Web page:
May 28, 2010 / 3:01 AM / 9 years ago

Ben Johnson says wronged in new book on '88 Games scandal

NEW YORK (Reuters) - Disgraced former sprinter Ben Johnson, who had his 100m gold and world record at the 1988 Olympics stripped after testing positive for steroids, has claimed a book due in September will provide new evidence that he was a victim of sabotage.

Former Canadian sprinter Ben Johnson listens to a question during a news conference held before a sports symposium in New York May 27, 2010. REUTERS/Shannon Stapleton

Johnson also claimed he had been wronged by the Olympic and athletics authorities, despite conceding that he had knowingly taken the banned substance in the lead-up to the Seoul Games.

“It’s been 22 years that I tested positive in 1988, and it has come to pass that I was sabotaged, put it that way,” Johnson told reporters on Thursday ahead of a symposium in Harlem on sports in Jamaica.

Canadian Johnson said his autobiography “Seoul to Soul” would reveal new information about his case that had come to light four years ago.

“There’s more coming out, there’s more that I could say, but I can’t elaborate too much ... I can’t say too much right now, because I’ve been advised by my manager that I can’t say too much about the book,” the 48-year-old added, wearing a dark suit, purple shirt and tie.

Asked why he was bringing the information to light now, Johnson said: “To show the world that I wasn’t the only one who was doing what they’re doing because of a level playing field.”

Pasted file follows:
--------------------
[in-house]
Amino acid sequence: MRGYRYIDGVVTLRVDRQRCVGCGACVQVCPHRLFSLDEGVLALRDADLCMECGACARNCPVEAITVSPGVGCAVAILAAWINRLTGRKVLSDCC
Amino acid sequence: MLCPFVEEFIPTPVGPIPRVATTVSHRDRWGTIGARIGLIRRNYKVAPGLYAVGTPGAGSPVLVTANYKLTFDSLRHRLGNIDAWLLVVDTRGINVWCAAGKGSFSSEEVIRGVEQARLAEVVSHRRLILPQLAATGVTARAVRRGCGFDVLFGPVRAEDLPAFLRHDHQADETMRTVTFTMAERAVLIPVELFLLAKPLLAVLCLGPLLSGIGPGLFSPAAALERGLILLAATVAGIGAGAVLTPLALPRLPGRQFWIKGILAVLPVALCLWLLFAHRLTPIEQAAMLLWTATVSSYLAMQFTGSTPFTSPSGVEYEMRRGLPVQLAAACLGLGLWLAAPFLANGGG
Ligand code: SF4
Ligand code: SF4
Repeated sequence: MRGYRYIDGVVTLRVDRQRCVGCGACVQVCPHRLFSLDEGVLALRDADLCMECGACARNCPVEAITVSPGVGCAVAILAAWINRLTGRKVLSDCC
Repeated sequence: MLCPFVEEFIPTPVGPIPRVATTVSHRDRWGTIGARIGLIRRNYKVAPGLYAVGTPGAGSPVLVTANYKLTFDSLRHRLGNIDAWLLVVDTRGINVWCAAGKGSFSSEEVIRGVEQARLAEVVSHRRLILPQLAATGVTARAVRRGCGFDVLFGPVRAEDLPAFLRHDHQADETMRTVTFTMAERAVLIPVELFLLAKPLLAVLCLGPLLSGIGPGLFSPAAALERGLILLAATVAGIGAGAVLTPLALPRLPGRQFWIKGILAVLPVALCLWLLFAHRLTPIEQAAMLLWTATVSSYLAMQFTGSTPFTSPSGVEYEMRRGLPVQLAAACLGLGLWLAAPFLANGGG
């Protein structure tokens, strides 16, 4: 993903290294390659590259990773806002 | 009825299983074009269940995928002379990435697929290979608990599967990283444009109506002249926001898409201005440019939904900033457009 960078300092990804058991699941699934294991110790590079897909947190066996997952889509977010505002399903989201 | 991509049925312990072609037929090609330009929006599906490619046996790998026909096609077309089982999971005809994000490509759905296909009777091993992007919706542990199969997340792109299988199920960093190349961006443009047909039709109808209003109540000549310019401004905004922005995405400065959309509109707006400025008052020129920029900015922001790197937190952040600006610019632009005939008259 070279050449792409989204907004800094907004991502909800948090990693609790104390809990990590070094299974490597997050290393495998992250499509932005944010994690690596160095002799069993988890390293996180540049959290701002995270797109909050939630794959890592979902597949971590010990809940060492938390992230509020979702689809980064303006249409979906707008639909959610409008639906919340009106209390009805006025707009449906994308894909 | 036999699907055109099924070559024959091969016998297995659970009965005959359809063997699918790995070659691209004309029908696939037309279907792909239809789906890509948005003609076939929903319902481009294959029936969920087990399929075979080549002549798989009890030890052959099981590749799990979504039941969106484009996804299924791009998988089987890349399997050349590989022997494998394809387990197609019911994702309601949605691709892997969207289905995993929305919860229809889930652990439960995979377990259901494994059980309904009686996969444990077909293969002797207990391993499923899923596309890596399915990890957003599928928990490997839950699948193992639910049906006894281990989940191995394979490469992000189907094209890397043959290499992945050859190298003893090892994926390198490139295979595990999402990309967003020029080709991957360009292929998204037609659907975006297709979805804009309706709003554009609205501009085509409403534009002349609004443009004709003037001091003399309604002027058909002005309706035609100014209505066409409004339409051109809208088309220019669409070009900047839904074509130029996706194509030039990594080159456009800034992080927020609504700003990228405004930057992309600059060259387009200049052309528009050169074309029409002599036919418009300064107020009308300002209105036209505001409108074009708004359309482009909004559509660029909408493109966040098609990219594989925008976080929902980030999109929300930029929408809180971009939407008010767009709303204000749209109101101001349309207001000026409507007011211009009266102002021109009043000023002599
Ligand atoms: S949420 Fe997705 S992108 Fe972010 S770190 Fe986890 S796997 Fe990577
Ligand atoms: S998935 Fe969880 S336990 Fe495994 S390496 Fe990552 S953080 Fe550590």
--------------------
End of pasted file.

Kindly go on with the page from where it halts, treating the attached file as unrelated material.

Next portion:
Johnson said his coach Charlie Francis, who died earlier this month after a five-year battle with cancer, had approached athletics authorities about his concerns about doping among East German athletes.

“My coach Charlie Francis, who just passed away last week, back in the early ‘80s he spoke to the IAAF and said ‘listen, these East German people are doping and if my athletes are running clean we have to play a level field.

“They don’t listen to him, they turned him back, so he said that he didn’t have a choice. What he done for me, didn’t make me run faster. It just got me to train a little harder so I can recover.

“I just get a little bit bitter from how I was treated by the IOC (International Olympics Commission) and the IAAF (International Association of Athletics Federations).

“I made some mistakes too, in my time, but my coach and I decided that if other East Germans are doing what they’re doing that a level playing field hasn’t been set.”

Johnson insisted the banned anabolic steroids had not given him any advantage. “It doesn’t make you run faster or do anything else,” he said.

Johnson, appearing with former Jamaican Olympians at the Schomburg Center on Malcolm X Boulevard, said he planned to donate some proceeds from his book to Jamaica’s track and field association to help kids in his native hometown of Falmouth.

“I have lots of information that the world hasn’t known,” added Johnson, who lives in Toronto. “I was wrongfully convicted and singled out. I want to share this to the world.”

Editing by Ian Ransom

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